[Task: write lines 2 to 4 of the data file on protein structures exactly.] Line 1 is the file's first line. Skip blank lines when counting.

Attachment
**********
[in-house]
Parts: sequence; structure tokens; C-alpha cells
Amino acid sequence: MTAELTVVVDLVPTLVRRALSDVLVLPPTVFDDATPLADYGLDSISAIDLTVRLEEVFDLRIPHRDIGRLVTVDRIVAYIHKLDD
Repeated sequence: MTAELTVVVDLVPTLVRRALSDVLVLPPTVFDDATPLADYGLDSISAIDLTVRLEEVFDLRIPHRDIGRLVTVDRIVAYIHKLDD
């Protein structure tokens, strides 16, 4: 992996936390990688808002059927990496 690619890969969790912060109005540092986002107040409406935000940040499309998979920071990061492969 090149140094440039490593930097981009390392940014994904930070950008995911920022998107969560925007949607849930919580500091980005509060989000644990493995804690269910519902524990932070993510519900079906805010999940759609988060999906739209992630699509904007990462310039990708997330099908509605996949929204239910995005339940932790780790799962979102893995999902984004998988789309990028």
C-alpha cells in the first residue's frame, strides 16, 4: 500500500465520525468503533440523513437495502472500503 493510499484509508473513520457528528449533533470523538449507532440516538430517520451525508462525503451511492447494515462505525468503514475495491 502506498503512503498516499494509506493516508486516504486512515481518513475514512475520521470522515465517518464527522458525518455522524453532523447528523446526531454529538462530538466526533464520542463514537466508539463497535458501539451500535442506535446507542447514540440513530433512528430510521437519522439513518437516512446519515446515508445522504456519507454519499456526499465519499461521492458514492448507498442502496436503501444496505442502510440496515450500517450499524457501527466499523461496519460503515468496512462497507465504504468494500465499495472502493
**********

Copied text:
Parts: sequence; structure tokens; C-alpha cells
Amino acid sequence: MTAELTVVVDLVPTLVRRALSDVLVLPPTVFDDATPLADYGLDSISAIDLTVRLEEVFDLRIPHRDIGRLVTVDRIVAYIHKLDD
Repeated sequence: MTAELTVVVDLVPTLVRRALSDVLVLPPTVFDDATPLADYGLDSISAIDLTVRLEEVFDLRIPHRDIGRLVTVDRIVAYIHKLDD